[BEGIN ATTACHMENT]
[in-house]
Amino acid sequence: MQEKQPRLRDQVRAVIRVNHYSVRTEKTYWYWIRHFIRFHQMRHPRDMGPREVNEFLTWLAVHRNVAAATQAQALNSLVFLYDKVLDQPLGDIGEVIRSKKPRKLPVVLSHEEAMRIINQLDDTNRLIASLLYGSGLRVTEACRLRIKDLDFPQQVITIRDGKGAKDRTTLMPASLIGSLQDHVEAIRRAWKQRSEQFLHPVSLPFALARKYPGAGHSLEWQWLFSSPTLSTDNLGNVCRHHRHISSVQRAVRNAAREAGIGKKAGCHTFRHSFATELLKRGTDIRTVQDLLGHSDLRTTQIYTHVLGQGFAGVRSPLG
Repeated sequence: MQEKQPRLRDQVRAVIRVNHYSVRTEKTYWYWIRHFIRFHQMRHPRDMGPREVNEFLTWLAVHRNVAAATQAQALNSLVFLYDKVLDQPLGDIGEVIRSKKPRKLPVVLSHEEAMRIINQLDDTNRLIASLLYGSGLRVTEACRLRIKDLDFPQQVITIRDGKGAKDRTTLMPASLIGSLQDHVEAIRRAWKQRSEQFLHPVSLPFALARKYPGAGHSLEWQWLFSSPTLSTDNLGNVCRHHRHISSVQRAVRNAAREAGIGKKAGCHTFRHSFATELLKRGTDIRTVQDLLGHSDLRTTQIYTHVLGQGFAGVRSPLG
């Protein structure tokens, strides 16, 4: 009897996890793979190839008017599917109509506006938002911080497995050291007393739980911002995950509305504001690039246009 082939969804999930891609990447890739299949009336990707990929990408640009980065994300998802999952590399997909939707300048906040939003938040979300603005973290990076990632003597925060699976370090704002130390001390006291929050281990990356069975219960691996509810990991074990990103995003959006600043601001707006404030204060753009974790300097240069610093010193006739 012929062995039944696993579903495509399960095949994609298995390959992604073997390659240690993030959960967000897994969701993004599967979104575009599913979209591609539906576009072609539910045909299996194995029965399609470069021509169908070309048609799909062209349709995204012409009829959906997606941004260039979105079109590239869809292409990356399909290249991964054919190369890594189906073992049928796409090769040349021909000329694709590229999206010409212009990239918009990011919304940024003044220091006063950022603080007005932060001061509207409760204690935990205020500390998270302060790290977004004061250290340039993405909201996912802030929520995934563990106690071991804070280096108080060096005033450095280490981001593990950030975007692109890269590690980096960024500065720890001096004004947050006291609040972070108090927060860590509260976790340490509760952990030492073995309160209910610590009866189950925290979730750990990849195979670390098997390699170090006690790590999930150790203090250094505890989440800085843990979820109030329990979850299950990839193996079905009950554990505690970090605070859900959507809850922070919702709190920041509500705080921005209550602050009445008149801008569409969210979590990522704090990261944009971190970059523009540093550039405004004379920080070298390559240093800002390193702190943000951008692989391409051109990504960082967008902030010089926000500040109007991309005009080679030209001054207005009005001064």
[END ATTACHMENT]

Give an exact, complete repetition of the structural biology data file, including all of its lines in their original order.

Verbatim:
[in-house]
Amino acid sequence: MQEKQPRLRDQVRAVIRVNHYSVRTEKTYWYWIRHFIRFHQMRHPRDMGPREVNEFLTWLAVHRNVAAATQAQALNSLVFLYDKVLDQPLGDIGEVIRSKKPRKLPVVLSHEEAMRIINQLDDTNRLIASLLYGSGLRVTEACRLRIKDLDFPQQVITIRDGKGAKDRTTLMPASLIGSLQDHVEAIRRAWKQRSEQFLHPVSLPFALARKYPGAGHSLEWQWLFSSPTLSTDNLGNVCRHHRHISSVQRAVRNAAREAGIGKKAGCHTFRHSFATELLKRGTDIRTVQDLLGHSDLRTTQIYTHVLGQGFAGVRSPLG
Repeated sequence: MQEKQPRLRDQVRAVIRVNHYSVRTEKTYWYWIRHFIRFHQMRHPRDMGPREVNEFLTWLAVHRNVAAATQAQALNSLVFLYDKVLDQPLGDIGEVIRSKKPRKLPVVLSHEEAMRIINQLDDTNRLIASLLYGSGLRVTEACRLRIKDLDFPQQVITIRDGKGAKDRTTLMPASLIGSLQDHVEAIRRAWKQRSEQFLHPVSLPFALARKYPGAGHSLEWQWLFSSPTLSTDNLGNVCRHHRHISSVQRAVRNAAREAGIGKKAGCHTFRHSFATELLKRGTDIRTVQDLLGHSDLRTTQIYTHVLGQGFAGVRSPLG
């Protein structure tokens, strides 16, 4: 009897996890793979190839008017599917109509506006938002911080497995050291007393739980911002995950509305504001690039246009 082939969804999930891609990447890739299949009336990707990929990408640009980065994300998802999952590399997909939707300048906040939003938040979300603005973290990076990632003597925060699976370090704002130390001390006291929050281990990356069975219960691996509810990991074990990103995003959006600043601001707006404030204060753009974790300097240069610093010193006739 012929062995039944696993579903495509399960095949994609298995390959992604073997390659240690993030959960967000897994969701993004599967979104575009599913979209591609539906576009072609539910045909299996194995029965399609470069021509169908070309048609799909062209349709995204012409009829959906997606941004260039979105079109590239869809292409990356399909290249991964054919190369890594189906073992049928796409090769040349021909000329694709590229999206010409212009990239918009990011919304940024003044220091006063950022603080007005932060001061509207409760204690935990205020500390998270302060790290977004004061250290340039993405909201996912802030929520995934563990106690071991804070280096108080060096005033450095280490981001593990950030975007692109890269590690980096960024500065720890001096004004947050006291609040972070108090927060860590509260976790340490509760952990030492073995309160209910610590009866189950925290979730750990990849195979670390098997390699170090006690790590999930150790203090250094505890989440800085843990979820109030329990979850299950990839193996079905009950554990505690970090605070859900959507809850922070919702709190920041509500705080921005209550602050009445008149801008569409969210979590990522704090990261944009971190970059523009540093550039405004004379920080070298390559240093800002390193702190943000951008692989391409051109990504960082967008902030010089926000500040109007991309005009080679030209001054207005009005001064």